There is a lot of controversy surrounding the ingredient, ” bismuth oxychloride “. It’s in many brands of mineral makeup, including Bare Escentuals, Youngblood, and Jane Iredale. At Monave, we have opted not to use it in our formulas, the primary reason being that it is commonly known to be an irritant, especially for women with sensitive skin.
I am not going to engage in a scientific conversation here, but rather, base my information on the unending reports from women using mineral makeup containing bismuth oxychloride, of itching, redness, bumps, and irritation. They state that the condition is more pronounced when the weather becomes hot. For anyone wanting to delve into the scientific arguments surrounding bismuth oxychloride, simple google a question, such as, ‘is bismuth oxychloride irritating to the skin?”. I guarantee that any line that uses bismuth oxychloride, and any supplier that sells it, will defend its use, stating that it’s approved by the FDA, and not a known irritant.
I read one blog that had a comment written by a supplier stating that it is indeed, cheap animal hair brushes that cause the irritation, not bismuth oxychloride. That would imply that all mineral makeup users use cheap animal hair brushes, which clearly is not the case, especially with high quality synthetic brushes now available. From the Green Beauty Guide comes this statement as to the allergenic nature of bismuth oxychloride:
” While bismuth oxychloride has proven antibacterial properties, it can irritate sensitive skin like mad. “Bismuth oxychloride can aggravate acne, resulting in flare-ups upon use, and even cause the appearance of acne cysts,” says Manhattan-based dermatologist Judith Hellman, MD. “In addition, it may be the source of rashes in patients sensitive to it, especially those with delicate and easily irritated skin, such as rosacea and eczema patients.” No wonder many mineral makeup manufacturers are now eliminating bismuth oxychloride from their formulations “.
So, to put it simply, our customer base at Monave tends to be women with sensitive and problem skin. I’m one of them. We, as a consumer group, like to see simple ingredient list. For myself, I wash my face with warm water, and use moisturizing creams with as little as 5-6 ingredients. It’s the same approach that I have with my food. I look for birthday cake that has flour, sugar, eggs, milk, baking powder and natural flavor. I remember going to Safeway once to get a birthday cake for my son’s party. I asked them for the ingredient list, since it wasn’t on the box, and what they brought to me had about forty ingredients on it. I went back to Whole Foods, and spent more per inch on the cake, and felt totally comfortable with my choice.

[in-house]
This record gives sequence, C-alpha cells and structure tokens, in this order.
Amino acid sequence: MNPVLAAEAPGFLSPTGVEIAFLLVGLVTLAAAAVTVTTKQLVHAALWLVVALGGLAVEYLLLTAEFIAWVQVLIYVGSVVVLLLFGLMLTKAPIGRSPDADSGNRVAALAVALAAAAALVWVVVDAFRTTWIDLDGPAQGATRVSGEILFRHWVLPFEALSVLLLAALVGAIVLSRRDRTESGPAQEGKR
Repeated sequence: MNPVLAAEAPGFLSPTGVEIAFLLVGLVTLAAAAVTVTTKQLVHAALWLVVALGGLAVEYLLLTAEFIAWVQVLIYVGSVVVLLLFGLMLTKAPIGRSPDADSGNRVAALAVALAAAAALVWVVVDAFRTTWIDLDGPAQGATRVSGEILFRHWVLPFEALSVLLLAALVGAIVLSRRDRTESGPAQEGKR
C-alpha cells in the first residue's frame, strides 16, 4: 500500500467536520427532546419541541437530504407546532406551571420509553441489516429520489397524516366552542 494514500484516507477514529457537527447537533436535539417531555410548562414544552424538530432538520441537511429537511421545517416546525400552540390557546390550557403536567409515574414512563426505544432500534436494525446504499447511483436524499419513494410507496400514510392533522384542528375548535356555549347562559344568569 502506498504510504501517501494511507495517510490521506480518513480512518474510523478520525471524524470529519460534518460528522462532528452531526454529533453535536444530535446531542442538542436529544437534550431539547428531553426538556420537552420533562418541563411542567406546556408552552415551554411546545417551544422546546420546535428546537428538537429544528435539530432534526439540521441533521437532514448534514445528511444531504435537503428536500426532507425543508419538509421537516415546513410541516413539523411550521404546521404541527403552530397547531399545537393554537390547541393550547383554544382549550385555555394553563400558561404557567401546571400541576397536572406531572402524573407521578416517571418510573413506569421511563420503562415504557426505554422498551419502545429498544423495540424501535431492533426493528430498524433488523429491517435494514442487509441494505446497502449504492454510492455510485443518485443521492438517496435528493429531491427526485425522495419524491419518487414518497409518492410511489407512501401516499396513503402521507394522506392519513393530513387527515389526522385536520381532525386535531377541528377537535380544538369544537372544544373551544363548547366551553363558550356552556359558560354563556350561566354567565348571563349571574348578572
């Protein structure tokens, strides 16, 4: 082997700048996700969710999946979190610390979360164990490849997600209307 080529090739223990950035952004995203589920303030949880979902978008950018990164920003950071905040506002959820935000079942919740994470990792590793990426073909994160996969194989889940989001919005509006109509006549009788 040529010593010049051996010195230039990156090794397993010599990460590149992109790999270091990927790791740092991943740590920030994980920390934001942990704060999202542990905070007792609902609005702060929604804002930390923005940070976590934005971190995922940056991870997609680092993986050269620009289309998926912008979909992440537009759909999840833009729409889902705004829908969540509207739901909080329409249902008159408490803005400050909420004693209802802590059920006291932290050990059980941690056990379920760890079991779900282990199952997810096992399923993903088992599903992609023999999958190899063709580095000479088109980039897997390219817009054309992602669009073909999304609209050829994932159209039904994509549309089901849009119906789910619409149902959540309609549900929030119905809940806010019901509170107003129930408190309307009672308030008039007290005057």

So, I naturally extend this philosophy to my makeup and skincare, as do many Monave customers. There are a few other ingredients that we could include in our mineral makeup, but choose not to, not because they’re going to kill us slowly, or because they are horrible ingredients, simply because they cause irritation, and are unnecessary!
The other really obvious issue that is brought up by many customers who have worn mineral foundation with bismuth oxychloride in it, is that it’s shiny! Now, in my estimation, after having applied mineral make up on thousands of women over the years, there are very few who want ” shine ” on their face! A little dewy glow maybe, but the phrases that I’ve seen used by women who use foundation with bismuth oxychloride in it run along the lines of, ” It makes my face glow like a light bulb “. So, in terms of foundation alone, bismuth oxychloride does not appear to be a good choice for inclusion in a formula, with or without the other concerns mentioned above.
So, why is it used then? Bismuth oxychloride has a smooth, silky, creamy texture. Using raw minerals, such as iron oxides and titanium dioxide to create skin tone colors for mineral foundation is a challenge when it comes to providing a good texture. They are very thick and not at all easy to spread. (Think cold butter on soft white bread). So to temper this unweildy texture, a formulator looks for a silky mineral that will add silkiness. Bismuth oxychloride provides silkiness and also adds creaminess, so the powder doesn’t feel as dry to the touch. It also breaks up clumpy pigments so that the finished mineral powders will have an even consistency. There are other silky, soft minerals that can achieve the same effects as bismuth oxychloride without the irritation. It just comes down to the formulator’s choice in terms of what their customers needs are.
In conclusion, if someone doesn’t find bismuth oxychloride irritating, then she has many options to choose from in mineral makeup brands. But for women who want the simplest ingredient list possible, and who are faced with sensitive, blemish-prone skin, mineral makeup brands without bismuth oxychloride are a better choice. That’s who we cater to. That’s who we are at Monave!